Israelis dissatisfied with leaders, 40% may opt out of national ballot
debkafile reports exclusively: The figures from the unpublished polls commissioned privately by leaders of the three main parties showed on average a lower figure for Binyamin Netanyahu’s Likud than previously rated in the Feb. 10 general election; Tzipi Livni’s Kadima’s in decline, and unexpected gains for Barak’s Labor’s and right-wing Israel Beiteni.
At the same time, 35-40% of the voters sampled were unhappy with all the party leaders on offer as future prime ministers and at this point say they will opt out of balloting.
This high abstention rate skews the previous polls’ estimates.
The results of the unpublished poll are as follows:
The opposition right-of-center Likud: (previously 32 (of 120) Knesset seats) is downgraded to 25-28.
The rulingKadima:24 seats is revised down to 13-15.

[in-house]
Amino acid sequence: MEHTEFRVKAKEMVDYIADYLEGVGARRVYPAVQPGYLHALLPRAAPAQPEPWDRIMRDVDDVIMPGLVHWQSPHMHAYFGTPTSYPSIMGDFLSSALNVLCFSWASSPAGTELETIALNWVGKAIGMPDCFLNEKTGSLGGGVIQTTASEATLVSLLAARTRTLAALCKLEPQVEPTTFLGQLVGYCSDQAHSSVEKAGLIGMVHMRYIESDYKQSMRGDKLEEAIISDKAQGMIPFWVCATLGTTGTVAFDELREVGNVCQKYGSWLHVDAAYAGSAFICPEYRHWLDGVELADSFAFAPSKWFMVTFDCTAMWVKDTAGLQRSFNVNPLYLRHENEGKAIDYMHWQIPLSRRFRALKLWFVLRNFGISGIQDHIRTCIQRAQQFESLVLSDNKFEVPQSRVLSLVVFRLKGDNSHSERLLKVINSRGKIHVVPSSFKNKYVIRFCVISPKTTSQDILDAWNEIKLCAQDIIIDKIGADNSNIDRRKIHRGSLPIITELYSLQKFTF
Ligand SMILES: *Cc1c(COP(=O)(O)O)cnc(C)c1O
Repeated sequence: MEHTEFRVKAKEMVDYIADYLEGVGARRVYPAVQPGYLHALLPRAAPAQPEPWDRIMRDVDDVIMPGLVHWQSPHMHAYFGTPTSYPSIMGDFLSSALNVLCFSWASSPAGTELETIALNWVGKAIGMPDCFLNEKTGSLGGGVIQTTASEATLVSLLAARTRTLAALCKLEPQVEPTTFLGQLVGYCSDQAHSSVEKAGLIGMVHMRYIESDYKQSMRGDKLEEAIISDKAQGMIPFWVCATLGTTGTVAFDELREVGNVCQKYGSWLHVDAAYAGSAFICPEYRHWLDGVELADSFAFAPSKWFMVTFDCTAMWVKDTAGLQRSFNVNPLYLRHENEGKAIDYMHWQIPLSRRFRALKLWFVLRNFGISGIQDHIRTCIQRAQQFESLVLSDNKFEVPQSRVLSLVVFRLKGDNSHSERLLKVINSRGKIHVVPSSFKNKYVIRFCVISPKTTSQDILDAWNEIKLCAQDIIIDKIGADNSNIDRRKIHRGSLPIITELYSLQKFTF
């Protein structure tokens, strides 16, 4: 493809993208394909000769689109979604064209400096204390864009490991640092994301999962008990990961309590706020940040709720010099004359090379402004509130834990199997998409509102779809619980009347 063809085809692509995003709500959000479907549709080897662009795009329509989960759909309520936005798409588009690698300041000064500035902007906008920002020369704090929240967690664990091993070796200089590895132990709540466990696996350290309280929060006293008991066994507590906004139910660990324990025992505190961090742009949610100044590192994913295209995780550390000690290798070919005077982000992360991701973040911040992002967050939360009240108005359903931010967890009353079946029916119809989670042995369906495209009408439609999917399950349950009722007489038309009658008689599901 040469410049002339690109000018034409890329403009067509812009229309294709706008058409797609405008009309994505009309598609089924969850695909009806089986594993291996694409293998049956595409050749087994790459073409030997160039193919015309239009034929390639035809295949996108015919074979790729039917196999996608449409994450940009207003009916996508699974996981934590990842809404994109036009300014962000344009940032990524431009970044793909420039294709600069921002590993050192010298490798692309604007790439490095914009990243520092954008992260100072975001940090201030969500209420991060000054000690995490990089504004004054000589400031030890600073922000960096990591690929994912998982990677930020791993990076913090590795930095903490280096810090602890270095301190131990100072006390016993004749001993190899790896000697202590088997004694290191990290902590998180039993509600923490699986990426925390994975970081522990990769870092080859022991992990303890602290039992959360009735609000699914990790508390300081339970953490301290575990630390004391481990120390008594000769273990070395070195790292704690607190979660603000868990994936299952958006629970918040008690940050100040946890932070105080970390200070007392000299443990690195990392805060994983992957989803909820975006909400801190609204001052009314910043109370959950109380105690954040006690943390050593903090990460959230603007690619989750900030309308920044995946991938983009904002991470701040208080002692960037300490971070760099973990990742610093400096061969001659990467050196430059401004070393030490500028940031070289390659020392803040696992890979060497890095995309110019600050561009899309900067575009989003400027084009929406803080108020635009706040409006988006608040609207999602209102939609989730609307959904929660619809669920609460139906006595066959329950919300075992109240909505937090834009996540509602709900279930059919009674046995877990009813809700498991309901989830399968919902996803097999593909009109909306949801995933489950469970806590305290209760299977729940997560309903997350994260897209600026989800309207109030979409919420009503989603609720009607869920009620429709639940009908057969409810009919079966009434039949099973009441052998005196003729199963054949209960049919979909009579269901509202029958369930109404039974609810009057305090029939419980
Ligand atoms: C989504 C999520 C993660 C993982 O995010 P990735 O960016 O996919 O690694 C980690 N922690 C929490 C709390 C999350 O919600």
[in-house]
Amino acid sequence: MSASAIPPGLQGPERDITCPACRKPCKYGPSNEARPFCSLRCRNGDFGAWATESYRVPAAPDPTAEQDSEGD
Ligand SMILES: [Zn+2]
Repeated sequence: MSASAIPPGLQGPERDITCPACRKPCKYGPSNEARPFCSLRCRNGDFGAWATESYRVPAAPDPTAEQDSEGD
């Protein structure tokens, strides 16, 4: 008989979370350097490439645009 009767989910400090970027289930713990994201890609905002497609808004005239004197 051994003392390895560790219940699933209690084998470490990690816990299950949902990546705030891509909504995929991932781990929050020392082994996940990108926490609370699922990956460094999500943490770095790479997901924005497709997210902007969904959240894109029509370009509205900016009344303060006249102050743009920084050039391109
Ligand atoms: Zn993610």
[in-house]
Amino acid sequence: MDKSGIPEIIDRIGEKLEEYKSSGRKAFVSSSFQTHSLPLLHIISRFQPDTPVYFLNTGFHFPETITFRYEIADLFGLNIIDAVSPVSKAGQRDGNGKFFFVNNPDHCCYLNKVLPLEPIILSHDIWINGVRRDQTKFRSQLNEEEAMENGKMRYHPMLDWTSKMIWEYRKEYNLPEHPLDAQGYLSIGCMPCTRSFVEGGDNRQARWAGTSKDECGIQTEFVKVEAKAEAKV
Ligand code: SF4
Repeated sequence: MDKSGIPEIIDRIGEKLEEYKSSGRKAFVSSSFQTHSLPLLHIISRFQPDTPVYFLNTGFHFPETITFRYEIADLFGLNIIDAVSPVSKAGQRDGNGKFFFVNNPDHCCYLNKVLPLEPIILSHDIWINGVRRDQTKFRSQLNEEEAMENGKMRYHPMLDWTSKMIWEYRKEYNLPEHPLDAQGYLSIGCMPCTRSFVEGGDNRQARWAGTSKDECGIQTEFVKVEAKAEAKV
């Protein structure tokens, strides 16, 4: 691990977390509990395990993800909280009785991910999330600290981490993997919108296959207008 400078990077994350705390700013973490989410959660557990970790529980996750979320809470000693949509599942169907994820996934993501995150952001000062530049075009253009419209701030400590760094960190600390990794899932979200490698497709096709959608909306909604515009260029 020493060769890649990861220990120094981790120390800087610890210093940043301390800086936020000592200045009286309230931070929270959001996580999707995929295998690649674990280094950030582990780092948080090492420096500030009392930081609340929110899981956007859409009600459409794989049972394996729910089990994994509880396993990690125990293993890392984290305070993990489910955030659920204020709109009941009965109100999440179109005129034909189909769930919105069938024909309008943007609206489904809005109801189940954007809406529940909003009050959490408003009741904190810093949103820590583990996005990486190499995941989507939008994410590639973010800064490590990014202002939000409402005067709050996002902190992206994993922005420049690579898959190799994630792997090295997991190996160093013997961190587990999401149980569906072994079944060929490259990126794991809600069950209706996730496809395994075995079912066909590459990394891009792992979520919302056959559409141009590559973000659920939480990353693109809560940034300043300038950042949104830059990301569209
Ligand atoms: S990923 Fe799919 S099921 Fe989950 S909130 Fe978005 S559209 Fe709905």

This sampling was taken before the Kadima primary of Wednesday, Dec. 17, which confirmed most incumbent office-holders, kept new faces to less realistic slots and by and large followed Livni’s wishes. The primary is therefore unlikely to bring out more support.
Labor: Up from 8-10 to 15-17. The survey found Labor’s Barak rated as the best of a bad lot compared with Netanyahu and Livni.
In the meantime, Palestinian missiles exploded in Sderot’s downtown Wednesday night, raising a fresh wave of protests against Barak as the most determinedly passive military leader in Israel’s history.
Interestingly, much of the fallout from these three mainstream parties appears to benefit the medium-tier parties.
The hawkish Israel Beitenu led by former Russian Avigdor Lieberman stands to gain another two or three mandates – up to 12-14, while the new amalgamation of the largely religious Zionist moderates The Jewish Home may expect 8-10 seats.
The three Arab parties also stand to profit from a merger: If Balad finally joins forces with the southern wing of the Islamic Movement, it could go up from 10 to 12 Knesset seats for the first time.